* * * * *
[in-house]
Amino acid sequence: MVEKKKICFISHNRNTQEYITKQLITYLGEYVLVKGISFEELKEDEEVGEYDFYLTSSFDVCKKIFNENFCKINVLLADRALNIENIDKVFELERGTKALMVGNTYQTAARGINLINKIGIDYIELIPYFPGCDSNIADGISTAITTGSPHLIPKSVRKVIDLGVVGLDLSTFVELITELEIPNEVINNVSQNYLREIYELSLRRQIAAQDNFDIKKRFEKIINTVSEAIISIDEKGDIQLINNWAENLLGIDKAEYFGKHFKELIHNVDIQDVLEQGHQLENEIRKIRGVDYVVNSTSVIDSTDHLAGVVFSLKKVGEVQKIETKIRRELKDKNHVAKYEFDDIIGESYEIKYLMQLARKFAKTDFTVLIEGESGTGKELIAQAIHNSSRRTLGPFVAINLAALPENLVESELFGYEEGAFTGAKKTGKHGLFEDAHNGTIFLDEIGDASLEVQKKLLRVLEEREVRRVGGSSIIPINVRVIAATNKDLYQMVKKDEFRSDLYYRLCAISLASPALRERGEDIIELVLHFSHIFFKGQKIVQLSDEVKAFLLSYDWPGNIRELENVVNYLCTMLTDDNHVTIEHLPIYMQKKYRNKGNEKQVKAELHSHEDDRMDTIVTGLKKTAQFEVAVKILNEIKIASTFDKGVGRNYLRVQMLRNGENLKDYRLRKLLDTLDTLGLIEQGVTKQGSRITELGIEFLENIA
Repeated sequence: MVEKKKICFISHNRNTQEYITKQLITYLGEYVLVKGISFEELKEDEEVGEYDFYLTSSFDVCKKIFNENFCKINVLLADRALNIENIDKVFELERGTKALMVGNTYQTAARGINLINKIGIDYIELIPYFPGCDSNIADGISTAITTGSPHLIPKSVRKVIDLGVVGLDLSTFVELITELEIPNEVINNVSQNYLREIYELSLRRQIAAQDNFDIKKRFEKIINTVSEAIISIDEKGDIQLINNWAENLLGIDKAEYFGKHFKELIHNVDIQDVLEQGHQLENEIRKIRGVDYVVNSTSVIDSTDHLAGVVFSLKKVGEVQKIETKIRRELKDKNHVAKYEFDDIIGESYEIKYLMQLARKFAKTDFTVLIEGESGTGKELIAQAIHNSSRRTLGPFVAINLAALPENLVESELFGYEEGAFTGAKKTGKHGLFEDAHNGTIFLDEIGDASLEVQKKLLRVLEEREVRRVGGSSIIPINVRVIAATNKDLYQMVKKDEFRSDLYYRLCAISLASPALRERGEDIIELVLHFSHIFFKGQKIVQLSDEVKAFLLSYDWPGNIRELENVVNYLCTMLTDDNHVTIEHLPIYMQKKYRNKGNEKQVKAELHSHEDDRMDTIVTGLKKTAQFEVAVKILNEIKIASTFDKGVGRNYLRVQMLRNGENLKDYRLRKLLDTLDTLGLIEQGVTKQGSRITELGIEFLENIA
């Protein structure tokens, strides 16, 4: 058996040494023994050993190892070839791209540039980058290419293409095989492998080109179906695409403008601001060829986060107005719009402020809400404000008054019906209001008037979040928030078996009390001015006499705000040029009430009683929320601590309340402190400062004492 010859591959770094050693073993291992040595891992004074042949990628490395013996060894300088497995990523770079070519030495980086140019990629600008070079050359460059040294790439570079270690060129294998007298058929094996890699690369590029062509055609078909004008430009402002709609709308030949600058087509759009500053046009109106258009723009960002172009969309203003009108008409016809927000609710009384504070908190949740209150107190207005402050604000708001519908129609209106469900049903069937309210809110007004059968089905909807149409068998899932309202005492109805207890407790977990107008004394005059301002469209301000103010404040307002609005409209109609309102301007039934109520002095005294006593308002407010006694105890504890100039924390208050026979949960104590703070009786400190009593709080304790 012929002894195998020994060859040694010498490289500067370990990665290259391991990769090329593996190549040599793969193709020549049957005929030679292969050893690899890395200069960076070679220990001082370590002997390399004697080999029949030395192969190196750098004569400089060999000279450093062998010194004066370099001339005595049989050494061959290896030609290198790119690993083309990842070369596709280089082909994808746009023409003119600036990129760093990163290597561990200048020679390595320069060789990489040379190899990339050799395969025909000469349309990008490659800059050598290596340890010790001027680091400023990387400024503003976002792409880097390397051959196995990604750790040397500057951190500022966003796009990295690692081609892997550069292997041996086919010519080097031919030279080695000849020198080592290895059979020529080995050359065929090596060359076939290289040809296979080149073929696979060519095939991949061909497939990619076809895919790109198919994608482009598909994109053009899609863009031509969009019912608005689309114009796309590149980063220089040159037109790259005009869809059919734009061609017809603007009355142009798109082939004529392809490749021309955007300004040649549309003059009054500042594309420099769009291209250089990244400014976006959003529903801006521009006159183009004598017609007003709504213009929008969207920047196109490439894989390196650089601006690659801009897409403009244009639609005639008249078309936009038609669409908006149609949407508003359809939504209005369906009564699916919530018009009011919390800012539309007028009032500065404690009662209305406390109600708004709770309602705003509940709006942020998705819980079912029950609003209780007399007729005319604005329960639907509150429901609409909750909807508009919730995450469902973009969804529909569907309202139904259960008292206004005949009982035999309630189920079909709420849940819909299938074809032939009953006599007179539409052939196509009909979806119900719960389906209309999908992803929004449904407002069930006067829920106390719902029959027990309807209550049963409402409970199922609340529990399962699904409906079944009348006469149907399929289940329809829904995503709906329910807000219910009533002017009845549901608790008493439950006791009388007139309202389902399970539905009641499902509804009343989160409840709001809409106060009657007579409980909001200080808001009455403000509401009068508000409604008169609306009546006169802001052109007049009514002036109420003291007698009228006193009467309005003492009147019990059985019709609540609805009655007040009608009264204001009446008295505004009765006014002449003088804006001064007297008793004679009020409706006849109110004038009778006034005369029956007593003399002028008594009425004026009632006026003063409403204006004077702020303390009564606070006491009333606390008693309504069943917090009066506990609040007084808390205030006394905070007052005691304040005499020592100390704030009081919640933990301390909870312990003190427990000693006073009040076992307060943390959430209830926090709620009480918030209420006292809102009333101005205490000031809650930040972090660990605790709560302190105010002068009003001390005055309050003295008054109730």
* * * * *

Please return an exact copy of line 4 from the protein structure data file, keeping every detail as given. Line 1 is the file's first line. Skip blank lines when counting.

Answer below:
């Protein structure tokens, strides 16, 4: 058996040494023994050993190892070839791209540039980058290419293409095989492998080109179906695409403008601001060829986060107005719009402020809400404000008054019906209001008037979040928030078996009390001015006499705000040029009430009683929320601590309340402190400062004492 010859591959770094050693073993291992040595891992004074042949990628490395013996060894300088497995990523770079070519030495980086140019990629600008070079050359460059040294790439570079270690060129294998007298058929094996890699690369590029062509055609078909004008430009402002709609709308030949600058087509759009500053046009109106258009723009960002172009969309203003009108008409016809927000609710009384504070908190949740209150107190207005402050604000708001519908129609209106469900049903069937309210809110007004059968089905909807149409068998899932309202005492109805207890407790977990107008004394005059301002469209301000103010404040307002609005409209109609309102301007039934109520002095005294006593308002407010006694105890504890100039924390208050026979949960104590703070009786400190009593709080304790 012929002894195998020994060859040694010498490289500067370990990665290259391991990769090329593996190549040599793969193709020549049957005929030679292969050893690899890395200069960076070679220990001082370590002997390399004697080999029949030395192969190196750098004569400089060999000279450093062998010194004066370099001339005595049989050494061959290896030609290198790119690993083309990842070369596709280089082909994808746009023409003119600036990129760093990163290597561990200048020679390595320069060789990489040379190899990339050799395969025909000469349309990008490659800059050598290596340890010790001027680091400023990387400024503003976002792409880097390397051959196995990604750790040397500057951190500022966003796009990295690692081609892997550069292997041996086919010519080097031919030279080695000849020198080592290895059979020529080995050359065929090596060359076939290289040809296979080149073929696979060519095939991949061909497939990619076809895919790109198919994608482009598909994109053009899609863009031509969009019912608005689309114009796309590149980063220089040159037109790259005009869809059919734009061609017809603007009355142009798109082939004529392809490749021309955007300004040649549309003059009054500042594309420099769009291209250089990244400014976006959003529903801006521009006159183009004598017609007003709504213009929008969207920047196109490439894989390196650089601006690659801009897409403009244009639609005639008249078309936009038609669409908006149609949407508003359809939504209005369906009564699916919530018009009011919390800012539309007028009032500065404690009662209305406390109600708004709770309602705003509940709006942020998705819980079912029950609003209780007399007729005319604005329960639907509150429901609409909750909807508009919730995450469902973009969804529909569907309202139904259960008292206004005949009982035999309630189920079909709420849940819909299938074809032939009953006599007179539409052939196509009909979806119900719960389906209309999908992803929004449904407002069930006067829920106390719902029959027990309807209550049963409402409970199922609340529990399962699904409906079944009348006469149907399929289940329809829904995503709906329910807000219910009533002017009845549901608790008493439950006791009388007139309202389902399970539905009641499902509804009343989160409840709001809409106060009657007579409980909001200080808001009455403000509401009068508000409604008169609306009546006169802001052109007049009514002036109420003291007698009228006193009467309005003492009147019990059985019709609540609805009655007040009608009264204001009446008295505004009765006014002449003088804006001064007297008793004679009020409706006849109110004038009778006034005369029956007593003399002028008594009425004026009632006026003063409403204006004077702020303390009564606070006491009333606390008693309504069943917090009066506990609040007084808390205030006394905070007052005691304040005499020592100390704030009081919640933990301390909870312990003190427990000693006073009040076992307060943390959430209830926090709620009480918030209420006292809102009333101005205490000031809650930040972090660990605790709560302190105010002068009003001390005055309050003295008054109730």